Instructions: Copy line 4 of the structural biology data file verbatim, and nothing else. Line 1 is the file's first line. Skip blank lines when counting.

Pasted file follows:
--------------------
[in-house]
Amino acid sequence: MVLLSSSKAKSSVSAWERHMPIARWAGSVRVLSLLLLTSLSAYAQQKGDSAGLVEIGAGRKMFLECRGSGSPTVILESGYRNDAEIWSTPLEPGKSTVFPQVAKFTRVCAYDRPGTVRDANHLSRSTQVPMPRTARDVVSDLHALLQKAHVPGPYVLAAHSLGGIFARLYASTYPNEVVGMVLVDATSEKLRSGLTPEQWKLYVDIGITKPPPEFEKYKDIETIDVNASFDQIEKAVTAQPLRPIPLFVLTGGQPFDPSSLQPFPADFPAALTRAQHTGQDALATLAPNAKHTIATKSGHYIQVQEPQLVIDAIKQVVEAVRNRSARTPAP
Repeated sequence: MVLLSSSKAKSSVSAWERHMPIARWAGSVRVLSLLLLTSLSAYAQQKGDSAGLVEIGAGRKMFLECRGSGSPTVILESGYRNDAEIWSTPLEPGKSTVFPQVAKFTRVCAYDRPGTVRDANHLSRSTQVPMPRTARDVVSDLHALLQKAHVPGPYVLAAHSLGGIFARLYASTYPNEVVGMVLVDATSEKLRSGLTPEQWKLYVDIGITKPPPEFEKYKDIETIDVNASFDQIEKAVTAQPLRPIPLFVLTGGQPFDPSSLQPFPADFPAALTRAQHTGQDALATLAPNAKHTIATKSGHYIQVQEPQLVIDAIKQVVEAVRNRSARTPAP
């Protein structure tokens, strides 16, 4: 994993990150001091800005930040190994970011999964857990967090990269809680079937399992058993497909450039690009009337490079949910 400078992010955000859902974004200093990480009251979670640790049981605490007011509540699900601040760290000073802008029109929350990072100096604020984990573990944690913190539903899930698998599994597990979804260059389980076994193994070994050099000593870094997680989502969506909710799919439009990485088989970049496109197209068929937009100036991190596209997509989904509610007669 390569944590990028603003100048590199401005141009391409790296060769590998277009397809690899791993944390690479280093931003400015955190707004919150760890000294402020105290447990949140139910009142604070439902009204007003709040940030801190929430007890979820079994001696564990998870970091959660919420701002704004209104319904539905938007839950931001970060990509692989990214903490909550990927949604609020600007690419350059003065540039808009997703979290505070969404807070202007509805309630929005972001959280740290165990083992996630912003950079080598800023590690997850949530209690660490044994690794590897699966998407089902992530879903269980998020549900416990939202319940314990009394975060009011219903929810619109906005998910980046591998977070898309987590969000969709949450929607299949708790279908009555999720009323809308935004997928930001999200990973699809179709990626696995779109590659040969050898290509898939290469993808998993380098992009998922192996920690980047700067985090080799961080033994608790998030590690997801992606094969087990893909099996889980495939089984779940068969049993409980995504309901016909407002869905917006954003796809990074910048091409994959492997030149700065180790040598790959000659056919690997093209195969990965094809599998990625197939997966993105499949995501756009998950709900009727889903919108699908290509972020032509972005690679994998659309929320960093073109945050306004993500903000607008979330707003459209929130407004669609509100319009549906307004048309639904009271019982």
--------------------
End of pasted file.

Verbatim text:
């Protein structure tokens, strides 16, 4: 994993990150001091800005930040190994970011999964857990967090990269809680079937399992058993497909450039690009009337490079949910 400078992010955000859902974004200093990480009251979670640790049981605490007011509540699900601040760290000073802008029109929350990072100096604020984990573990944690913190539903899930698998599994597990979804260059389980076994193994070994050099000593870094997680989502969506909710799919439009990485088989970049496109197209068929937009100036991190596209997509989904509610007669 390569944590990028603003100048590199401005141009391409790296060769590998277009397809690899791993944390690479280093931003400015955190707004919150760890000294402020105290447990949140139910009142604070439902009204007003709040940030801190929430007890979820079994001696564990998870970091959660919420701002704004209104319904539905938007839950931001970060990509692989990214903490909550990927949604609020600007690419350059003065540039808009997703979290505070969404807070202007509805309630929005972001959280740290165990083992996630912003950079080598800023590690997850949530209690660490044994690794590897699966998407089902992530879903269980998020549900416990939202319940314990009394975060009011219903929810619109906005998910980046591998977070898309987590969000969709949450929607299949708790279908009555999720009323809308935004997928930001999200990973699809179709990626696995779109590659040969050898290509898939290469993808998993380098992009998922192996920690980047700067985090080799961080033994608790998030590690997801992606094969087990893909099996889980495939089984779940068969049993409980995504309901016909407002869905917006954003796809990074910048091409994959492997030149700065180790040598790959000659056919690997093209195969990965094809599998990625197939997966993105499949995501756009998950709900009727889903919108699908290509972020032509972005690679994998659309929320960093073109945050306004993500903000607008979330707003459209929130407004669609509100319009549906307004048309639904009271019982």